Iran Nuclear NewsSpecifics determined for Iran sanctions

Specifics determined for Iran sanctions


New York Times: The United Nations Security Council is expected to pass a new round of sanctions against Iran over its nuclear program on Wednesday, with the council’s permanent members agreeing to add 41 companies and one scientist to the blacklist.

The New York Times


UNITED NATIONS — The United Nations Security Council is expected to pass a new round of sanctions against Iran over its nuclear program on Wednesday, with the council’s permanent members agreeing to add 41 companies and one scientist to the blacklist.

The main text of the sanctions — which takes aim at the nuclear industry, imposes an arms embargo and pushes for ship inspections — was agreed on last month. But the major powers have been negotiating the specific list of companies and individuals to be singled out.

The official new blacklist, obtained by The New York Times in the prelude to the vote, comes after months of negotiations largely between the Americans and the Chinese over how to expand the list already included in three previous resolutions.

Weeks of dickering continued until the very last moment, with the Chinese insisting that nothing — either in the main body of the resolution, nor in the three annexes singling out specific names — harm Iran’s day-to-day economy, diplomats said.

“There are roughly twice as many entities as any previous resolution on Iran,” said one American official, speaking on condition of anonymity because some political discussions about the resolution were continuing in the Security Council. “The quality of those entities that are specifically targeted is important.”

Skeptics noted that this would be the fourth round of sanctions the Security Council has imposed on Iran since 2006, and none has succeeded in pushing Iran back to the negotiating table over accusations that it is defying the International Atomic Energy Agency and trying to develop a nuclear bomb. Iran adamantly denies trying to build a nuclear weapon

Indeed, despite the sanctions already in place, Iran is enriching uranium at ever higher levels and building new centrifuges to create larger stockpiles.

“That makes it hard to reach the conclusion that we have the noose around their neck and we just need to pull it a little tighter to bring them to heel,” said Steven E. Miller, the director of the International Security Program at Harvard University’s Belfer Center for Science and International Affairs. “Their strategy of escaping isolation and pain has been more fruitful.”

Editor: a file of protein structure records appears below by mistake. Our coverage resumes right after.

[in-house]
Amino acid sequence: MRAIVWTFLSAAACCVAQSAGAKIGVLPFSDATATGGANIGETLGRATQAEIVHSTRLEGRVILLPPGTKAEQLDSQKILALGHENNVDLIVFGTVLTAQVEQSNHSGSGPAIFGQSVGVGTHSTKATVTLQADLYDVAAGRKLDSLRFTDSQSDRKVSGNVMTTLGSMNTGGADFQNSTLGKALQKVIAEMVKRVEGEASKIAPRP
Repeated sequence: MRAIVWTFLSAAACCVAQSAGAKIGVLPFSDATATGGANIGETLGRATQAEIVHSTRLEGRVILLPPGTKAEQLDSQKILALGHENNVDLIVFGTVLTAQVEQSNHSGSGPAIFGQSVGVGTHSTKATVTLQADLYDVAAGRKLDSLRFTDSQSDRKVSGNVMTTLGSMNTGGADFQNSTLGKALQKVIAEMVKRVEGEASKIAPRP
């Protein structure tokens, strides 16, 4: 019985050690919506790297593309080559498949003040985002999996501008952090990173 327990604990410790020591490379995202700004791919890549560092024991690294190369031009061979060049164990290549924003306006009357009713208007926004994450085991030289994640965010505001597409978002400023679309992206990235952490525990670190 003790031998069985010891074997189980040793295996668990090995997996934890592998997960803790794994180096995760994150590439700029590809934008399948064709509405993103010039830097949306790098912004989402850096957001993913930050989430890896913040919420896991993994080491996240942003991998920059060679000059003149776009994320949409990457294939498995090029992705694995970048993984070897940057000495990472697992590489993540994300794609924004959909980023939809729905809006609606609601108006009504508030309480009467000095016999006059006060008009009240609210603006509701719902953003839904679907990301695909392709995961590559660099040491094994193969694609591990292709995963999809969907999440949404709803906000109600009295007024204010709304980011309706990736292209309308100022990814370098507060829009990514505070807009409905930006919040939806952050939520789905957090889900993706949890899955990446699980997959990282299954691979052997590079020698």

In the draft resolution, just one name has been added to the 40 individuals already on the blacklist. He is Javad Rahiqi, 56, the head of the Isfahan Nuclear Technology Center.

There are also two banks on the list: the Export Development Bank of Iran, which has handled tens of millions of dollars worth of transactions linked to Iran’s defense establishment, including some already under sanctions, according to the resolution; and the First East Export Bank controlled by Bank Mellat, which also handles transactions for the defense industry.

The United States had sought to include more banks, including the Central Bank, but ultimately settled for one reference in the introduction that says United Nations member states should “exercise vigilance” when dealing with the Central Bank. China and others had argued that putting the Central Bank or more banks on the blacklist would unfairly harm the nation’s economy.

The list singles out 23 industrial companies, many of them involved in defense contracts or the nuclear industry

In addition, there are 15 companies that are either owned by, controlled by or work for the Iranian Revolutionary Guard Corps. Among the most prominent are Khatam al-Anbiya Construction Headquarters, a company owned by the Revolution Guards that has won billions of dollars in civil and military construction projects.

These projects include a secret nuclear enrichment facility on a military base near the holy city of Qum, whose existence was revealed last September. Three shipping companies linked to the Islamic Republic of Iran Shipping lines are also listed.

Latest news

Iranian Regime Presidency Servers Taken Over By Dissidents, Exposing Regime Vulnerabilities

In a significant security breach, the official website of the Iranian regime’s presidency was taken over by Iranian dissidents...

Abolfazl Amir Ataei, 16, Dies After 8 Months In A Coma

Abolfazl Amir Ataei, a 16-year-old teenager in the Iranian capital of Tehran, died on Friday, May 26, after being...

Iran’s Regime’s New Hijab Bill Seeks to Silence Women

On May 21, Ebrahim Raisi’s government approved and sent a bill on "Chastity and Hijab" to Iran’s Parliament (Majlis)....

Iranian Opposition Condemns Release of Tehran’s Convicted Diplomat-Terrorist Assadollah Assadi

The recent prisoner exchange between Belgium and Iran, announced by the government of Oman, has sparked strong condemnation from...

World leaders call on Biden to adopt new Iran policy

In a joint letter, 109 former world leaders signed a letter calling for accountability in Iran and urging U.S....

The Unsettling Child Marriage Epidemic Sweeping Iran

The horrific scene of a man holding the severed head of his 17-year-old wife, Mona Heydari, in southwest Iran,...

Must read

Iran must see ramifications if nuclear talks fail, former advisers say

Wall Street Journal: Two former top advisers to the Obama...

Iran overture gets wary Gulf Arab response

Reuters: In the run-up to its talks with world...

You might also likeRELATED
Recommended to you